“From the outside she was just an ordinary kid,” said Melissa McManus, a former coach and babysitter of Raisman’s. “But what we look for in here, we could see it in Aly.
“Some girls, when they make it big, that’s it, they don’t want to talk to you. If Aly sees you, she’ll run up and give you a hug. She’s just one of those kids.”
. . .
Gib Hedstrom watched as his daughter, Kristin, tried every sport imaginable as a kid until finally, at age 15, one of them fit.
Who would have thought it would have been rowing?
“Every kid has this potential hidden inside, and no parent knows what it is,” he said. “The dream is to help the kid find their magic and unlock the potential. And encourage your kid to shoot for the stars, even if that means putting a career on hold.”
Said Buzz Congram, the longtime rowing coach at Northeastern University who started a small program in Concord where Hedstrom got her start: “She was so tiny – I thought she would have ended up as a coxswain. But she has incredible athleticism and determination, and that’s how she got’’ to the Olympcs.
A three-time Head of the Charles champion, Hedstrom qualified for the Olympic team by 0.09 seconds.
. . .
Evelyn Stevens is quite proud of her Bay State roots, having graduated from Acton-Boxborough Regional High, where she played tennis and ran cross-country and indoor track.
She said if she wins a medal, the first place she’s taking it is to her parents’ house on Cape Cod. They supported her through one of the most difficult decisions she ever had to make, when four years ago she left her cushy job on Wall Street to pursue a career in competitive biking.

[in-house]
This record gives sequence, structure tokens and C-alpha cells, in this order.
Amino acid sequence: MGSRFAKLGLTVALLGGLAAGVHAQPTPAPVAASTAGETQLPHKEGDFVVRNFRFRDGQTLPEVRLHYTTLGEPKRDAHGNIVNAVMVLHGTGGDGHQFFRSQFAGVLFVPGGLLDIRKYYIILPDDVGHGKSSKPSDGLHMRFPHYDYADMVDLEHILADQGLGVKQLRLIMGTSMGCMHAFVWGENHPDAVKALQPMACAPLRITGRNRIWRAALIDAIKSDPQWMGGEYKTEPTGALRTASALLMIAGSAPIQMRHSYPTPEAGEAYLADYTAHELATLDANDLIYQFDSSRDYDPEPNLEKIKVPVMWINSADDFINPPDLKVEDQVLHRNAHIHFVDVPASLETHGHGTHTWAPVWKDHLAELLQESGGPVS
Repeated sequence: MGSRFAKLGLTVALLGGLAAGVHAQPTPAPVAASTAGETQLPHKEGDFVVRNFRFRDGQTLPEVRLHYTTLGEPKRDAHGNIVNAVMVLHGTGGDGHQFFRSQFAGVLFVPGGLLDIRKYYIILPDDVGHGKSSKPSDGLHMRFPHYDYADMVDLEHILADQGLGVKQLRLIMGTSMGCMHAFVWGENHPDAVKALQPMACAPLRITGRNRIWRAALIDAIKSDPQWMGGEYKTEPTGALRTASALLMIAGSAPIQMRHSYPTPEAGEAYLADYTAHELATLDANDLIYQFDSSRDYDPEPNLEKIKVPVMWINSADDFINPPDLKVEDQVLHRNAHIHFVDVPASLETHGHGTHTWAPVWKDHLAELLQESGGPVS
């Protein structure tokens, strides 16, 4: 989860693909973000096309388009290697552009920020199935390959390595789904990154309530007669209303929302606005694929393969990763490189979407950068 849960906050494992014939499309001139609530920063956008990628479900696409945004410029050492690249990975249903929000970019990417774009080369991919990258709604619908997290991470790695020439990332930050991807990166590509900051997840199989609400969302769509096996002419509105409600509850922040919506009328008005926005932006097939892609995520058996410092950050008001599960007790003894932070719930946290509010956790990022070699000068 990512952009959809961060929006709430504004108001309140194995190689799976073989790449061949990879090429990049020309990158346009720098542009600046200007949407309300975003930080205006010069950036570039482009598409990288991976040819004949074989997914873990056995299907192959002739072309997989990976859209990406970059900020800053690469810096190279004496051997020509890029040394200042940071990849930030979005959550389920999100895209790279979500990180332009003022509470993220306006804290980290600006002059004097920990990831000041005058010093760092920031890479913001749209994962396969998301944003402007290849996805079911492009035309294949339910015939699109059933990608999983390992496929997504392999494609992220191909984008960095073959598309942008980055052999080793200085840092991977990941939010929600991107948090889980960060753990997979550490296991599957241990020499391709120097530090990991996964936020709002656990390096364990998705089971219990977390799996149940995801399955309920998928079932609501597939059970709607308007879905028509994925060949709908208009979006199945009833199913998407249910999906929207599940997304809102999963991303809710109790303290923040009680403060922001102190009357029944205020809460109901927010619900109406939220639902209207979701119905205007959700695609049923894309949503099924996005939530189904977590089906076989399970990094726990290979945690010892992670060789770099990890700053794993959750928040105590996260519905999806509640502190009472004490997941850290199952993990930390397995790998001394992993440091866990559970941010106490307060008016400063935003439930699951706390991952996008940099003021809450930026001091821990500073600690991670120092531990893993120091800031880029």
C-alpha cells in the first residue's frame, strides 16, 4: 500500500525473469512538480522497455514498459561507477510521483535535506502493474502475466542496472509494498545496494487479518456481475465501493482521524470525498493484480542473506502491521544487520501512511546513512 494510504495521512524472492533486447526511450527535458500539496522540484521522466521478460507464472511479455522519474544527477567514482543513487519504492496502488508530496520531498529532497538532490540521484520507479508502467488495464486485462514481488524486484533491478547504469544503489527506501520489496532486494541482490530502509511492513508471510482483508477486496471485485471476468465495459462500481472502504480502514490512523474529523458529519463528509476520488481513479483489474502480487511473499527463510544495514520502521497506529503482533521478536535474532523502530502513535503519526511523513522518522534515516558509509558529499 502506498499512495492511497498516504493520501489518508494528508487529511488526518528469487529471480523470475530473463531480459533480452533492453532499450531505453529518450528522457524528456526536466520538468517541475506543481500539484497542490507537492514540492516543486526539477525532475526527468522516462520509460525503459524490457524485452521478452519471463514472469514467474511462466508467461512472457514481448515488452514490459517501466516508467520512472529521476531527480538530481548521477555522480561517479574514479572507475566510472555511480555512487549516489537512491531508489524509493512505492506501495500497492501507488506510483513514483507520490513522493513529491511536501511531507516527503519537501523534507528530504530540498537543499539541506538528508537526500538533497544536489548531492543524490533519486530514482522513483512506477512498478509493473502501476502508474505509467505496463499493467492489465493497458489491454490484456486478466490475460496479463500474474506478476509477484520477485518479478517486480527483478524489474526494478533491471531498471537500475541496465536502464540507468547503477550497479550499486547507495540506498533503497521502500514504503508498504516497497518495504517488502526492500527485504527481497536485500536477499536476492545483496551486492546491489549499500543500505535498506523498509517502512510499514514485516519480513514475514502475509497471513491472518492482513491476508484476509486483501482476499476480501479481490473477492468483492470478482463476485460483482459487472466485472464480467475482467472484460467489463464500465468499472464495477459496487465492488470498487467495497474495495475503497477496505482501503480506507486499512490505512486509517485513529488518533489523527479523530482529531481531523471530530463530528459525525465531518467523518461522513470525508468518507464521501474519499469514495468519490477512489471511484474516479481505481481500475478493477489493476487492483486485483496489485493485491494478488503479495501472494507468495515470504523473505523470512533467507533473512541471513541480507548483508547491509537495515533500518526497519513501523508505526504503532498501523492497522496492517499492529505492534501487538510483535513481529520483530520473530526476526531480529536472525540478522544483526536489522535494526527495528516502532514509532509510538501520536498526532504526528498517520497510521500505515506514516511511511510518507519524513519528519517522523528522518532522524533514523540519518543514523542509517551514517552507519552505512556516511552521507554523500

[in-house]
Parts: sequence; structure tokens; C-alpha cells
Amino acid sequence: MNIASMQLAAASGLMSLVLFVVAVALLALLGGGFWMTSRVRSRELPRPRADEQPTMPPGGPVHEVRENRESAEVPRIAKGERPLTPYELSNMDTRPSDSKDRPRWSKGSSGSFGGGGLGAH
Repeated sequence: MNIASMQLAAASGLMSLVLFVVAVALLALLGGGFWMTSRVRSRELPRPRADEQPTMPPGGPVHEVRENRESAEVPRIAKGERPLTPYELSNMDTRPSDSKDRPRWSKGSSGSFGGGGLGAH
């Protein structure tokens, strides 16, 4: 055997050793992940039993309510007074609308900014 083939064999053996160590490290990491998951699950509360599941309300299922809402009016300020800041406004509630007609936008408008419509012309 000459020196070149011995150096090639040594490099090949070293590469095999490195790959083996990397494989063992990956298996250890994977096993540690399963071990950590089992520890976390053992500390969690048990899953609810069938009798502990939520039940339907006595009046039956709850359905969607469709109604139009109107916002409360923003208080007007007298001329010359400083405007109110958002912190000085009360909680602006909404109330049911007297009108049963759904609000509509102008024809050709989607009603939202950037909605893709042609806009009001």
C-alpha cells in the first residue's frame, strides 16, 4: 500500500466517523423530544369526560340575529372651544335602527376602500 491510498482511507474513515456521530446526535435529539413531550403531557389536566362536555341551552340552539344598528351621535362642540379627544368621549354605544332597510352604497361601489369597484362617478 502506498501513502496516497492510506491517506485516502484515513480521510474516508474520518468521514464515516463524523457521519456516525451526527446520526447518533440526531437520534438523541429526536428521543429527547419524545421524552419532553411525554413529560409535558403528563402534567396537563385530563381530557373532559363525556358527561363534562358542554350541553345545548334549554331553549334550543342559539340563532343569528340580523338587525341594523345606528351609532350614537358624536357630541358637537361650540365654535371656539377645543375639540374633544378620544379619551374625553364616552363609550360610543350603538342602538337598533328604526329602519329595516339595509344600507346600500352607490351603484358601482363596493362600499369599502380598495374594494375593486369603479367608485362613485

“Because of them I’ve had a chance to live out my dreams,” the 29-year-old Stevens said via e-mail from Spain, where she has been training for London. “I’m still amazed I’m actually going to the Olympics.”
. . .
Shelley Olds was a talented soccer player at Groton-Dunstable Regional High. But when she showed up at Roanoke College, women’s soccer coach Phil Benne had never heard of her.
He called around, but that was unnecessary. Once he saw her play, he knew she was special. “She was a Division 3 coach’s dream,” he said.
The 5-foot-2 Olds was a two-time captain and Old Dominion Athletic Conference Player of the Year before graduating Roanoke in 2003. Benne said she had an outstanding motor that allowed her to play all 90 minutes from end to end, and he isn’t surprised to see her heading to London.
She “found” cycling after moving to California. “I met a group of people who were avid cyclists and I started riding every day. It sure beat running to stay in shape.”
But Olds still wonders what it would have been like if she kept playing the sport she loved most.
“I always regretted not following through with my soccer career,” she said in an e-mail from Spain, where she also was training.
“I dreamed of being a part of a professional team and playing for the USA Team in the Olympics. I loved feeling part of a team.
“Cycling is a little different, but I love them both.”
. . .
Gevvie Stone’s parents, Gregg and Lisa, were both elite rowers on US Olympic teams. The top-ranked men’s single sculler in the country, Gregg never got the chance to compete due to the boycott in 1980; Lisa competed in Montreal in 1976 in the women’s coxed quad sculls.
Gregg Stone says he hardly thinks about the missed opportunity. Besides, he’s getting a chance to live in the Olympic Village 32 years later — as Gevvie’s rowing coach. Her mother coached Gevvie at the Winsor School in Boston.
“Our paths are quite parallel and that’s important,” he said. “I’ve been there and done it. I have the same body type. I can translate everything I learned myself. . . . She tried out [in 2008] and didn’t make it, and I tried out in ’76 and didn’t make it. I just wasn’t strong enough. I switched to single sculler . . . She switched to single sculling, took her a little bit longer.’’
As for coaching his daughter, Stone said, “There is some nitpicking that goes on that probably wouldn’t with a professional coach. I’m surprised how well it’s worked out. But if she asked me to stop coaching her, I would immediately.”